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Milestones in Journalism

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Milestones in Journalism Powered By Docstoc
					Mr. Gallo
 Journalism
  • The gathering and reporting of the news



 News
  • Information not previously known that is
   delivered through the mass media and has some
   impact on the audience
 Not Previously Known
  • Etymology
       From Anglo-French jurnal – “a day”
 Mass Media
  • Newspapers, newsletters, yearbooks
  • Television, radio
  • Internet, blogs
 Impact Audience
  • Who is the audience?
  • Is news reported differently to different
   audiences?
              the new opiate of the
 “Information is
 masses” (Mamet)

 How arewe bombarded with
 information?
 Writing
 Calling/commenting
 Reading/watching


 MEDIA DIARY
  • Track every bit of news you receive
     Reading, Watching, Listening
     Paying attention or overhearing?
     How much is around you? How much do you ignore?
 Some voices   are lost, or never heard

 Global connectedness becoming       a
 reality

 Journalism   represents a search for truth

 “Responsible Journalism   is Crucial to the
           Success of our Democracy”
 What Journalism does…..
  • Lets people maintain an ongoing conversation
    about who they are and what they want their
    communities to be.
  • ABC commentator, estimates at least 4/5 of what
    the average citizen learns about the world
    “comes filtered through the observations of a
    journalist.”
  • If this is true… what are journalists obligated to
    do?
 Weekly newspaper-small town,
 published once a week, found in towns
 with 5,000 or less people
  • Covers local events
  • Showcase life’s small victories
  • Sense of intimacy between the community and
   the weekly paper.
   National Newspaper Association reports that
    more people read weekly papers (66 million)
    than dailies.
    • They are cheaper in price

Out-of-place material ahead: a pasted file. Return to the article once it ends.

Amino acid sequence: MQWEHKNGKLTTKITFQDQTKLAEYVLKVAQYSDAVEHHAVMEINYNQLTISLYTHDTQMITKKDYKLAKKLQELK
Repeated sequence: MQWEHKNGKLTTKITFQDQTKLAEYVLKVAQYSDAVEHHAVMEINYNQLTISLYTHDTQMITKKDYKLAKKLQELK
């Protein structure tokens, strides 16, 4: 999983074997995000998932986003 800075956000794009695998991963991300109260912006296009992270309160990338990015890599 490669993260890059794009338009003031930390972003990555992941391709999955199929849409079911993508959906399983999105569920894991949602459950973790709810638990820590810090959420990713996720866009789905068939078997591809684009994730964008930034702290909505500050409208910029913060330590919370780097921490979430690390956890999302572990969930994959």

• Cover day to day activities
    • Find photos of the county fair, reports of water levels,
      Little League baseball highlights

    Weekly newspapers are similar to H.S. newspapers,
     report on things that are going to happen or have
     happened.
 Feeling connected toone’s
 neighborhood is ultimately what makes
 journalism so important
 Journalism helps people talk about
  • Political Issues
  • Social Issues
  • Environmental Issues
  • Entertainment/Sports
 Daily- come out once a day, larger town
 or city.
  • Philadelphia Inquirer
  • Burlington County Times
                         once a day, but
 National Papers-come out
 provide a sense of community on a
 national level
  • Wall Street Journal
  • USA Today
 Accessible globally
 Dynamic
  • Linking – news is related
  • Video & Audio
  • Graphics & Animation
 Constantly updated
 Interactive
  • Immediate feedback and discussion
   Journalists
    •   Gather the news
    •   Report the news
    •   Provide financial support
    •   Managerial support
    •   Technical support
    •   Publishers
    •   Station owners
    •   Directors
    •   Camera Operators
    •   Etc…..
 Journalistsmust be credible.
 Credibility refers to the degree to which
  the public believes what it reads and
  hears.
 Absolute accuracy is the most important
  responsibility for journalists.
 People no longer listen to journalists
  when they are not accurate
 How to   be credible
  • Attention to detail
  • Double check names, numbers, and spelling
  • Find 2 or more people who can confirm the fact.
  People look at the press with cynical attitudes
  7 out of 10 Americans think the press
    “gets in the way of society solving its problems”
 Journalists   must be
  • Fair- to all sides
  • Balanced- so that the reporter considers what
    the minority view might be
  • Objective- the reporter needs to keep all
    personal feelings and bias out of the report
 Journalism    as a Spotlight
  • Examines people and events
  • Sets an agenda for public issues
  • Gives a greater priority to some stories
  • Gives accurate, up-to-date information
  • Protects the rights of citizens, by investigating
    and exposing wrong doings
  • Acts as a sentry… looking out for future trends
 Journalism     as a database
  • Provides a community with a large amount of
      information that can be accessed in many ways
      (i.e., the internet)
  •   A marketplace for ideas, bits of information,
      news and opinions
  •   Helps readers and listeners to understand and